The World Health Organization has recommended supplementation with 400 µg of folic acid in the periconceptual period. Fortification of food is mandatory in an increasing number of countries (Brazil, Canada, Chile, Costa Rica, Jordan, South Africa, and the United States). In general, however, Europe has not followed, despite the finding that even suboptimal fortification (for example, 180 µg/day in the US) greatly reduces neural tube defect rates.78 Further support for mandatory fortification of food comes from a cohort study showing that simply recommending women planning pregnancy to take folic acid is not enough to substantially reduce the prevalence of neural tube defects at birth.9 Accumulating evidence of a protective effect of folic acid supplementation on the prevalence of oral cleft defects3101112 also supports the introduction of mandatory food fortification. However, in many European countries mandatory fortification has been limited by theoretical concerns. These include the potential of masking symptoms of vitamin B12 deficiency, interactions with certain drugs (antifolates),6 and other unrecognised adverse effects such as the risk that some women may have idiosyncratic reactions to folic acid even in small amounts (and others might need far larger doses for a preventive or therapeutic effect). But mandatory folic acid fortification to achieve around 180 µg/day on average and 1000 µg/day at maximum holds little risk of complications.6 Despite this, questions about adverse effects and long term effects of mandatory food fortification remain unanswered, and any change in diet must be closely monitored.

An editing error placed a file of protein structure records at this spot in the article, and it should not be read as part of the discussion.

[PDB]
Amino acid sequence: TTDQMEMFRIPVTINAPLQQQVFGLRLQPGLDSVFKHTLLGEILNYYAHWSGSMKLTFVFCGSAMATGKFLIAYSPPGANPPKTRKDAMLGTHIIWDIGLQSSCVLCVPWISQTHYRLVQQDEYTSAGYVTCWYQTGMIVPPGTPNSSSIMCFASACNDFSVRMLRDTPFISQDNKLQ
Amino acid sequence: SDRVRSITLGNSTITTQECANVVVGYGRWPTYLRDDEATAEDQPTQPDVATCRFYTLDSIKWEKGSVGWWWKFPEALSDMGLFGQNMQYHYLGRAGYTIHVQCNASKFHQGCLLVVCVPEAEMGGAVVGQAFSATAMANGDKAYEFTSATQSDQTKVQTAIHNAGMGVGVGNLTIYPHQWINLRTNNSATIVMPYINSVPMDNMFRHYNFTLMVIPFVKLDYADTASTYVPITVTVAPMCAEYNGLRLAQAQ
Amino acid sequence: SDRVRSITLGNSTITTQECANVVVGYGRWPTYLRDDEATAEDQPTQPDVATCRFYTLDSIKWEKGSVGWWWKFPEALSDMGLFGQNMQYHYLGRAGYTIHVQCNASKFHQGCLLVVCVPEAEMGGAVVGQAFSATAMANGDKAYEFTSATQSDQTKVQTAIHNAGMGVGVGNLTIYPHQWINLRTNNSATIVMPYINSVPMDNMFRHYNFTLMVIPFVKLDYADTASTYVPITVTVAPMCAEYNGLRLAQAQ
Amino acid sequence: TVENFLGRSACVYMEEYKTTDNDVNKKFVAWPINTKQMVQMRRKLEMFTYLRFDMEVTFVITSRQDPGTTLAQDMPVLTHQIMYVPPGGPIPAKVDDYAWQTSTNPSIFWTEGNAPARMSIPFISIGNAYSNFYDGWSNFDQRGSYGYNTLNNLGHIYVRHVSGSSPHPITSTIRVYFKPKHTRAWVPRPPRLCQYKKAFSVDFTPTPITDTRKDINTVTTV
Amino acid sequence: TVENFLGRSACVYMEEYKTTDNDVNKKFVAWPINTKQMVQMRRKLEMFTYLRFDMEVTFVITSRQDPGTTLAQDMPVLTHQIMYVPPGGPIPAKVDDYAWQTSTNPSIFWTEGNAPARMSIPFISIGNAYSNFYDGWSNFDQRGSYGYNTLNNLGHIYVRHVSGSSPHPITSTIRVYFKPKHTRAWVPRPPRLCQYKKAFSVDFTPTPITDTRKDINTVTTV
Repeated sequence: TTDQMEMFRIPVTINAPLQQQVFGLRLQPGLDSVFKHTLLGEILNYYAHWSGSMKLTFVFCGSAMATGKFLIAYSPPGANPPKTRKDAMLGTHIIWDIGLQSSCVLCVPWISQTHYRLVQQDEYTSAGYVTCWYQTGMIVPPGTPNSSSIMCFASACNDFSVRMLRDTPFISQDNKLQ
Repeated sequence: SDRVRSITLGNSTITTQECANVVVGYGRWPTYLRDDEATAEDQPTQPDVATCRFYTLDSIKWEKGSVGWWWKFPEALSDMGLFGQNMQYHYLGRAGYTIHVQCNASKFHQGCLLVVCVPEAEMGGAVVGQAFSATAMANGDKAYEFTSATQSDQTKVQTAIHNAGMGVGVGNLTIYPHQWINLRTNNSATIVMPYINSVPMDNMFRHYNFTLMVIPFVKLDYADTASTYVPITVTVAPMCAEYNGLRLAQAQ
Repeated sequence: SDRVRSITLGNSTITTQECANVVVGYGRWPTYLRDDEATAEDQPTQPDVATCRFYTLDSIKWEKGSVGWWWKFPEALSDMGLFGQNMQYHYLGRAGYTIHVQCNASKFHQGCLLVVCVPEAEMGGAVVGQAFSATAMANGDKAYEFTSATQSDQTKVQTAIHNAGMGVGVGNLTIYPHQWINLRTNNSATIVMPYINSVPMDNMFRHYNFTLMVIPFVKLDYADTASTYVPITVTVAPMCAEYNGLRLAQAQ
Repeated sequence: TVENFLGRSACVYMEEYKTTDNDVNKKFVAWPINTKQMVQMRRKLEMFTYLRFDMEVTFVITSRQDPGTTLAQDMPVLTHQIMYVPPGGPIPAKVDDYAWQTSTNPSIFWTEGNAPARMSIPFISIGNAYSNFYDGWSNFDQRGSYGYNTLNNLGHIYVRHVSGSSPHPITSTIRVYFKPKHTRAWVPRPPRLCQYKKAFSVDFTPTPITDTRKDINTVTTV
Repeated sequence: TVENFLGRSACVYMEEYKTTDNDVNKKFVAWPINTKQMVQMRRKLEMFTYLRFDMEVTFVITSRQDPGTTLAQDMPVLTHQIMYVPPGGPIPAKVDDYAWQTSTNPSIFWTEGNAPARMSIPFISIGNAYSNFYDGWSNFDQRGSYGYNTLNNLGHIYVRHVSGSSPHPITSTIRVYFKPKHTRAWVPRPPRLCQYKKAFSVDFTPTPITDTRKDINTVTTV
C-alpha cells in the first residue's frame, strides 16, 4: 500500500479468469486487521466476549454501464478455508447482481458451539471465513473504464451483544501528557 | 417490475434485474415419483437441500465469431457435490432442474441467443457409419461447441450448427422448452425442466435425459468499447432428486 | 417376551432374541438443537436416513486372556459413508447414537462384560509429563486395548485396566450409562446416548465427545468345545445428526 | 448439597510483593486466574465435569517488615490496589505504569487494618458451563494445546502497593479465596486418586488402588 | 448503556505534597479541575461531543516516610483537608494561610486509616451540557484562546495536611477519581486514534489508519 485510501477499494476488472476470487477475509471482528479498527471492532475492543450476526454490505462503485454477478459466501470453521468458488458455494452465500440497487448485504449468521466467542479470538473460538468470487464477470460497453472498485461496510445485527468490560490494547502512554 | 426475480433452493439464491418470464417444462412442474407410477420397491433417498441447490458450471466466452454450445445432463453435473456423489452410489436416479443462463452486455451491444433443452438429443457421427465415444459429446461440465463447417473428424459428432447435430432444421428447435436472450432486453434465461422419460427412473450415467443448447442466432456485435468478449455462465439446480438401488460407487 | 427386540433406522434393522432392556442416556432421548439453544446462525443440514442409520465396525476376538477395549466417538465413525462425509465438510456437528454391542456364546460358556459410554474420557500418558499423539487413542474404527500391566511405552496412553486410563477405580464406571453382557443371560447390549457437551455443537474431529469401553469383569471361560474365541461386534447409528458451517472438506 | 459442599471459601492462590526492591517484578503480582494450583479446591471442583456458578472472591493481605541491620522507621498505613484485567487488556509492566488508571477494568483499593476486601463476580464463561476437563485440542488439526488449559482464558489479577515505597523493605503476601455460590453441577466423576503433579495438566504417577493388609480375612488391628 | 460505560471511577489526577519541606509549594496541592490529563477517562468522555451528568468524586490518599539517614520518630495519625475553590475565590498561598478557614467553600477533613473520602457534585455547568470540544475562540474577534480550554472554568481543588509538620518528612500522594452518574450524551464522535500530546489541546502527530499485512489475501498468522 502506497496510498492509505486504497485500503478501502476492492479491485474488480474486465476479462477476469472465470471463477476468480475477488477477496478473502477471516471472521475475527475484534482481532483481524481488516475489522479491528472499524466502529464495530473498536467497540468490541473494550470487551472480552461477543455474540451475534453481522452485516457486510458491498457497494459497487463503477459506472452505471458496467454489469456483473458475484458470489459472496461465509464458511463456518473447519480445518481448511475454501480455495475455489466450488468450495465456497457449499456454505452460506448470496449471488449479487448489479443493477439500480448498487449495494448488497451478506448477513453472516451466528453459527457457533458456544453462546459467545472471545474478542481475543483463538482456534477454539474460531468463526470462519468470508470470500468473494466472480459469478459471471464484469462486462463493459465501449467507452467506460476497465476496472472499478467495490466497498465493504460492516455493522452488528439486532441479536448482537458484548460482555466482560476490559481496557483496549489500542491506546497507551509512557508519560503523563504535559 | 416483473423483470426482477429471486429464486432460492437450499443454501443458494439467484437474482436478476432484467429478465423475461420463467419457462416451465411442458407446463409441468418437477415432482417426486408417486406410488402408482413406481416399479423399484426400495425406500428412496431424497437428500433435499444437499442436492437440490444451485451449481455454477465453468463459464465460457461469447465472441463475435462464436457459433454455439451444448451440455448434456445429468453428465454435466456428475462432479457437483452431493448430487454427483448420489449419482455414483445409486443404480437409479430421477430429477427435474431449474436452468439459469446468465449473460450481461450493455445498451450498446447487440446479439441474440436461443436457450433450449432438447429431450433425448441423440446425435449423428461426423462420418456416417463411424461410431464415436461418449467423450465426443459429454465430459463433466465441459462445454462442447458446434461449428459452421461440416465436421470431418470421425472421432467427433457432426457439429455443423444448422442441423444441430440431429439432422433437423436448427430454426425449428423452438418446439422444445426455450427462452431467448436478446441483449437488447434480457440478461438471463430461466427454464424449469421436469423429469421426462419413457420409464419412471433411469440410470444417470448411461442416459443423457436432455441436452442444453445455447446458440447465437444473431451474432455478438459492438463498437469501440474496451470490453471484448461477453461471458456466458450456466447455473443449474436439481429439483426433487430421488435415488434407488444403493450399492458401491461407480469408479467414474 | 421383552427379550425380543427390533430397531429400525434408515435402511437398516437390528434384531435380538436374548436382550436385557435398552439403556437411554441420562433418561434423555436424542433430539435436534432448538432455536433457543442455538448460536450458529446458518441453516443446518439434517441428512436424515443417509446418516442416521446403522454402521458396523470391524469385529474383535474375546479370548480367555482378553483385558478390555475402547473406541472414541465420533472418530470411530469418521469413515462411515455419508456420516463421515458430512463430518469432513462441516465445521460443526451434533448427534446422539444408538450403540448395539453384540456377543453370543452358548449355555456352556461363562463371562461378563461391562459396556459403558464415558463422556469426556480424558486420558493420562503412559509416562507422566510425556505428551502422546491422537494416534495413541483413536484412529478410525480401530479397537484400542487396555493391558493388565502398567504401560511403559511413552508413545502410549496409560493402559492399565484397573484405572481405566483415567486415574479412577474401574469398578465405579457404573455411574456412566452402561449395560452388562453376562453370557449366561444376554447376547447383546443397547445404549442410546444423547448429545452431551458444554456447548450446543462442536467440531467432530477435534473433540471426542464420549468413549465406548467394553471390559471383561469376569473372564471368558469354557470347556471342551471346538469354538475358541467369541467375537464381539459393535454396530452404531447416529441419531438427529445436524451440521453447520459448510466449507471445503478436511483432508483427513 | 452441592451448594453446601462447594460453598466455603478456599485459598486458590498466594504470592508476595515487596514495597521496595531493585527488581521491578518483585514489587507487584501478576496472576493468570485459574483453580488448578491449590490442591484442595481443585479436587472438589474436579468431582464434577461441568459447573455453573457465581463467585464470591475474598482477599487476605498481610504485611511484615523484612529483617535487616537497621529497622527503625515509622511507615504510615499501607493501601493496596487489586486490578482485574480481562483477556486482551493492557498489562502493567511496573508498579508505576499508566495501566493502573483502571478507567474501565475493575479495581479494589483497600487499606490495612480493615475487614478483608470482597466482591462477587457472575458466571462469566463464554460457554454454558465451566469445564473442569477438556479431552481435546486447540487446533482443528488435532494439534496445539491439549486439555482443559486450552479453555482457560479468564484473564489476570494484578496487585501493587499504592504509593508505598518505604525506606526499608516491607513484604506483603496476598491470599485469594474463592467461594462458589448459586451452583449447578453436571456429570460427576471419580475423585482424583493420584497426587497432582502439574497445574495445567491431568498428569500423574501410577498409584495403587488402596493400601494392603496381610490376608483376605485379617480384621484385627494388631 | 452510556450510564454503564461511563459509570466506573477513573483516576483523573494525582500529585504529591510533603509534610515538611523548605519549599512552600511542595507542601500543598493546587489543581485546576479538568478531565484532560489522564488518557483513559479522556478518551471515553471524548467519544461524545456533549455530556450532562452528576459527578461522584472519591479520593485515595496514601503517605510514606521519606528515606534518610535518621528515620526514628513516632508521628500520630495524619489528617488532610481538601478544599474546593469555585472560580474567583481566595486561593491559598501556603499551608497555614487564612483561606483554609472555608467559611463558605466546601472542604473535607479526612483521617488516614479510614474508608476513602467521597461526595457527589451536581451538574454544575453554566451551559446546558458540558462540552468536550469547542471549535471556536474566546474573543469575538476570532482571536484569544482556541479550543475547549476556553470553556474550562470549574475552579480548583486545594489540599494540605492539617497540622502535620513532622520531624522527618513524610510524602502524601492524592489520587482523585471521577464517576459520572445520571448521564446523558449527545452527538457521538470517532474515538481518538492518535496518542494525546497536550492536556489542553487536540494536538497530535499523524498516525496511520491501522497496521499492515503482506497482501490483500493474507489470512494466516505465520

What is Europe waiting for? A common argument is that introducing mandatory fortification to reach a relatively small group (women getting pregnant) is not a good enough reason to intervene at population level. If fortification would also reduce the burden of major disorders such as cardiovascular diseases and dementia the case might be different. The risks of these disorders increase with high plasma concentrations of homocysteine, and folic acid supplementation can reduce these concentrations in humans.13 However, definitive evidence (such as data from randomised controlled trials) of a protective effect of folic acid on these two diseases has yet to be found. In theory, any clinical improvement could have a long latency period, which could make it difficult or impossible to detect even in a large randomised controlled trial.

    So, if this is the kind of evidence that Europe is waiting for mandatory fortification with folic acid may never happen. If this is the case, we will lose the chance of decreasing the burden of 4500 neural tube defects that occur each year in the European Union alone, not to mention the effect on cleft lip with or without cleft palate shown by Wilcox and colleagues.


    • Competing interests: None declared.

    • Provenance and peer review: Commissioned; not peer reviewed.